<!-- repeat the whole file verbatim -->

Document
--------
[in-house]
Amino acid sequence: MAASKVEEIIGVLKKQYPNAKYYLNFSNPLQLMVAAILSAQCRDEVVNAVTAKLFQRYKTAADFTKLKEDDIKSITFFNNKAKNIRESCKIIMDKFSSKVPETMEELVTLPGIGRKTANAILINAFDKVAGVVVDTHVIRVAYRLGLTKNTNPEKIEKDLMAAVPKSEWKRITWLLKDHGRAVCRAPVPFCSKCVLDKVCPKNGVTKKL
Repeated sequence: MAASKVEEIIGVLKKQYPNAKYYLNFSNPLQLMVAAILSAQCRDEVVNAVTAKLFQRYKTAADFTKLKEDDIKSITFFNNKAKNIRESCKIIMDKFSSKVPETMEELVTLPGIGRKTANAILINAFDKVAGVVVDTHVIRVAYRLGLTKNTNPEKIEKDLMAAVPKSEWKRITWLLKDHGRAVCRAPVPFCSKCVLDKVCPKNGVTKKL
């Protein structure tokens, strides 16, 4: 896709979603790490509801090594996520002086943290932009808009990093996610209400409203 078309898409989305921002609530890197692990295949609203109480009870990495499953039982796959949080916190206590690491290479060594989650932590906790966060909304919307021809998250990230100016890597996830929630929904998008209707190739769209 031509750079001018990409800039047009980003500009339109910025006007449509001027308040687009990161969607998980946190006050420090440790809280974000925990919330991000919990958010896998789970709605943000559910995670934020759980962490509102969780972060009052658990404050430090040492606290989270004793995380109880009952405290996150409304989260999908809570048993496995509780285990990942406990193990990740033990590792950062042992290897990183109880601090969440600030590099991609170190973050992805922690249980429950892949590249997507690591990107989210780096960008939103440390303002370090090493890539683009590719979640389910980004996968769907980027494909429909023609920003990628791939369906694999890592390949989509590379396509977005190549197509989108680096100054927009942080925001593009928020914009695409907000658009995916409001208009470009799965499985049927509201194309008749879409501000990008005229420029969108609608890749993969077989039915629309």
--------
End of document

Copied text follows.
[in-house]
Amino acid sequence: MAASKVEEIIGVLKKQYPNAKYYLNFSNPLQLMVAAILSAQCRDEVVNAVTAKLFQRYKTAADFTKLKEDDIKSITFFNNKAKNIRESCKIIMDKFSSKVPETMEELVTLPGIGRKTANAILINAFDKVAGVVVDTHVIRVAYRLGLTKNTNPEKIEKDLMAAVPKSEWKRITWLLKDHGRAVCRAPVPFCSKCVLDKVCPKNGVTKKL
Repeated sequence: MAASKVEEIIGVLKKQYPNAKYYLNFSNPLQLMVAAILSAQCRDEVVNAVTAKLFQRYKTAADFTKLKEDDIKSITFFNNKAKNIRESCKIIMDKFSSKVPETMEELVTLPGIGRKTANAILINAFDKVAGVVVDTHVIRVAYRLGLTKNTNPEKIEKDLMAAVPKSEWKRITWLLKDHGRAVCRAPVPFCSKCVLDKVCPKNGVTKKL
């Protein structure tokens, strides 16, 4: 896709979603790490509801090594996520002086943290932009808009990093996610209400409203 078309898409989305921002609530890197692990295949609203109480009870990495499953039982796959949080916190206590690491290479060594989650932590906790966060909304919307021809998250990230100016890597996830929630929904998008209707190739769209 031509750079001018990409800039047009980003500009339109910025006007449509001027308040687009990161969607998980946190006050420090440790809280974000925990919330991000919990958010896998789970709605943000559910995670934020759980962490509102969780972060009052658990404050430090040492606290989270004793995380109880009952405290996150409304989260999908809570048993496995509780285990990942406990193990990740033990590792950062042992290897990183109880601090969440600030590099991609170190973050992805922690249980429950892949590249997507690591990107989210780096960008939103440390303002370090090493890539683009590719979640389910980004996968769907980027494909429909023609920003990628791939369906694999890592390949989509590379396509977005190549197509989108680096100054927009942080925001593009928020914009695409907000658009995916409001208009470009799965499985049927509201194309008749879409501000990008005229420029969108609608890749993969077989039915629309």